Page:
Commentary by Terry Anker
As kids growing up in late mid-century America, we were taught that “we are what we eat.” Sitting in the back of our third-grade classrooms, we giggled that we might become giant walking heads of broccoli or colossal personifications of pork chops, like some cartoon Bluto — hungry and trapped on a deserted island, looking carnivorously at Popeye. With so many of our supposed new ideas, the refrain did not originate with us but enjoyed a renaissance with the macrobiotic diet craze of the 1960s, as we were reminded that the machines that are our bodies would function better if they were fueled by higher quality consumables. Sure.
Many sources cite the early Christian church for first recording references to the notion that, even as we are called to the Holy Eucharist, we are being reminded of the spiritual connection between nourishment and life. By the early 1800s French politician and early gastronome Jean Anthelme Brillat-Savarin deployed his version of the notion in the essay “Concerning Spiritualism and Materialism.” No doubt, truffles, foie gras and Champagne had come to be religious experiences for some, but the point remained: healthy body, healthy mind.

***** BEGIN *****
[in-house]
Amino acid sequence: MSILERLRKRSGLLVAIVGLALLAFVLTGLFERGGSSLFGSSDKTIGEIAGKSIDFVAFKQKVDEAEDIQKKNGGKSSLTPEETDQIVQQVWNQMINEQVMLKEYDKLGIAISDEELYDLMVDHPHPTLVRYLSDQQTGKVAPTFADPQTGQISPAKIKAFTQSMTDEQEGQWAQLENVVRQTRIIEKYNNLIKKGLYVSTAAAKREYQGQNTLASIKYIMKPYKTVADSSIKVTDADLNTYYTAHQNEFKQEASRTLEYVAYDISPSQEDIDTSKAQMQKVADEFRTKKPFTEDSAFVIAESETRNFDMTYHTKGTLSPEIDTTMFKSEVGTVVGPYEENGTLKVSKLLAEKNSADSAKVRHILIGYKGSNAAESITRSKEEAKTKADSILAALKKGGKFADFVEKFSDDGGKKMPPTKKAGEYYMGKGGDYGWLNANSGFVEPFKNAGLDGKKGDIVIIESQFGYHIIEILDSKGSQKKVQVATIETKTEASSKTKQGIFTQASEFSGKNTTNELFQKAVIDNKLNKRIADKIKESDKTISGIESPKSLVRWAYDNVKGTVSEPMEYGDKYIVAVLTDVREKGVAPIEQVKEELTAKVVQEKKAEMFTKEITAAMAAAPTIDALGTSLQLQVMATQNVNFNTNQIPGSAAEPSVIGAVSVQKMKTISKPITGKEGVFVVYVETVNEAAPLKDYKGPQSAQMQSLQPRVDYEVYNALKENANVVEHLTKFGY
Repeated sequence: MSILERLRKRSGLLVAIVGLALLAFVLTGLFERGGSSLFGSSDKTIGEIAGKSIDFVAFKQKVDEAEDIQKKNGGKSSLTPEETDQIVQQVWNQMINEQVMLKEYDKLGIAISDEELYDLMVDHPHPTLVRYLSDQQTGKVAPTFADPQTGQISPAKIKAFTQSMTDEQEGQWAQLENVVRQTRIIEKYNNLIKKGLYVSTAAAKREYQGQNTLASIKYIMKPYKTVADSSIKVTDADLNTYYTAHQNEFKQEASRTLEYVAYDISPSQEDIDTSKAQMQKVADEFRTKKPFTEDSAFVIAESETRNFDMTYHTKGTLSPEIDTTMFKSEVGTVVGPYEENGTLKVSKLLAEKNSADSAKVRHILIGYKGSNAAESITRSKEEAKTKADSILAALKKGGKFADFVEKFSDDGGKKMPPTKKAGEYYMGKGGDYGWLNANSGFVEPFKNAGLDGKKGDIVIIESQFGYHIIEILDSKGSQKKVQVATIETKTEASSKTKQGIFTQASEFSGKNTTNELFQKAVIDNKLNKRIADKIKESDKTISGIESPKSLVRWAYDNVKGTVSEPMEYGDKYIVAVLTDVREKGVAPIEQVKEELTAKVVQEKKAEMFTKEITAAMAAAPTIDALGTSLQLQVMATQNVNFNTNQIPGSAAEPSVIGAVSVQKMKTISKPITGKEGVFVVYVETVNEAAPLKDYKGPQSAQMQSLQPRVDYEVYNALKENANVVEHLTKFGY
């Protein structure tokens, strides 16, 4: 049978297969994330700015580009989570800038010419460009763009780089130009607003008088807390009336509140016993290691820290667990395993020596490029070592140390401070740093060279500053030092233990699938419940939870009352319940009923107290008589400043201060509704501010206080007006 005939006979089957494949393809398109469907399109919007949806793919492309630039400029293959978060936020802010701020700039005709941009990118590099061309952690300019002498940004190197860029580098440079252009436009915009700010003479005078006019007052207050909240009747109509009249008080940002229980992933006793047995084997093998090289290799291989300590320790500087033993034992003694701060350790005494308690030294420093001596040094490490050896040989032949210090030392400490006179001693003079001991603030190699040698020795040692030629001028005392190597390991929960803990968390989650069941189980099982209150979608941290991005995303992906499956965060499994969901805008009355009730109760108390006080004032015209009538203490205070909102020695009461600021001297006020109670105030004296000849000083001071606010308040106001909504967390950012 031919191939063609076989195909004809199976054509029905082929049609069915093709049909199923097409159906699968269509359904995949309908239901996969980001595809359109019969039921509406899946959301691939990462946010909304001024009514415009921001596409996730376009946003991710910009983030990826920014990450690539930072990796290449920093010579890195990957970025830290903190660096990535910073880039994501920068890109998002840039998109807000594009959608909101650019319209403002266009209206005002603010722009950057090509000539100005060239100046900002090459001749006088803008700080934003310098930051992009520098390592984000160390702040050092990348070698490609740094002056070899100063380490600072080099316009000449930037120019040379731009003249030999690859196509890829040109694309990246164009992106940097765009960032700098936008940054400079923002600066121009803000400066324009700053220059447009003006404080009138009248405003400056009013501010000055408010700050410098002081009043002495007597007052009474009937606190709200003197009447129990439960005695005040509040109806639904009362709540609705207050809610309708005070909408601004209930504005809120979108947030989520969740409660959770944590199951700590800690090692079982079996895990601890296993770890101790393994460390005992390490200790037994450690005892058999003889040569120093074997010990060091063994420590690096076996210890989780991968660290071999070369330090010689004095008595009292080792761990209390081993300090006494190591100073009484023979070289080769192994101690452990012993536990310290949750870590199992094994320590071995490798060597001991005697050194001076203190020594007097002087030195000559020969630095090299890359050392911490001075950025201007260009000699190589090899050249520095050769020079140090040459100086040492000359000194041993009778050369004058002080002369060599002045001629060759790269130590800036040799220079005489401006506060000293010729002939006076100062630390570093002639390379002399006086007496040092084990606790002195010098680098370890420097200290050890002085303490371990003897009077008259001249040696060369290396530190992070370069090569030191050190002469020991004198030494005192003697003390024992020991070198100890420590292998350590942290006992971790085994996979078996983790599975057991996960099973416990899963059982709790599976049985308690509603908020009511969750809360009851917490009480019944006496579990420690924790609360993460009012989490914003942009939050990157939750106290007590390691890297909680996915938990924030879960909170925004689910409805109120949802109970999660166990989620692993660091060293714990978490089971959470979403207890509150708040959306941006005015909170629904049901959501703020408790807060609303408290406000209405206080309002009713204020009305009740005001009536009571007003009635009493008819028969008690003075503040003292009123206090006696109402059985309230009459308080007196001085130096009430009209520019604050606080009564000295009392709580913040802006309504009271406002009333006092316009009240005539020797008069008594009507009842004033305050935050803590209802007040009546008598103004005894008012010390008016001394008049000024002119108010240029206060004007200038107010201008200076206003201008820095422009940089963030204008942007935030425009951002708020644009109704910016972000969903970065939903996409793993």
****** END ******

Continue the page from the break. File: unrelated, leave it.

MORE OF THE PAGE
By the early part of the 20th century, pioneering nutritionist and radio talk show host Victor Hugo Lindlahr admonished us to be mindful of what we consume, lest we become overweight and lack essential vigor. His 1940 book “You Are What You Eat” reflected a cultural shift focusing solely on the secular benefits of a healthy diet. Too bad. Can we deny the connection between what we put into our bodies and how we feel? If not, can we deny the connection between what we put into our bodies and how we think? Yet even as we marvel in our collective corpulence, do we starve our eternal spirits?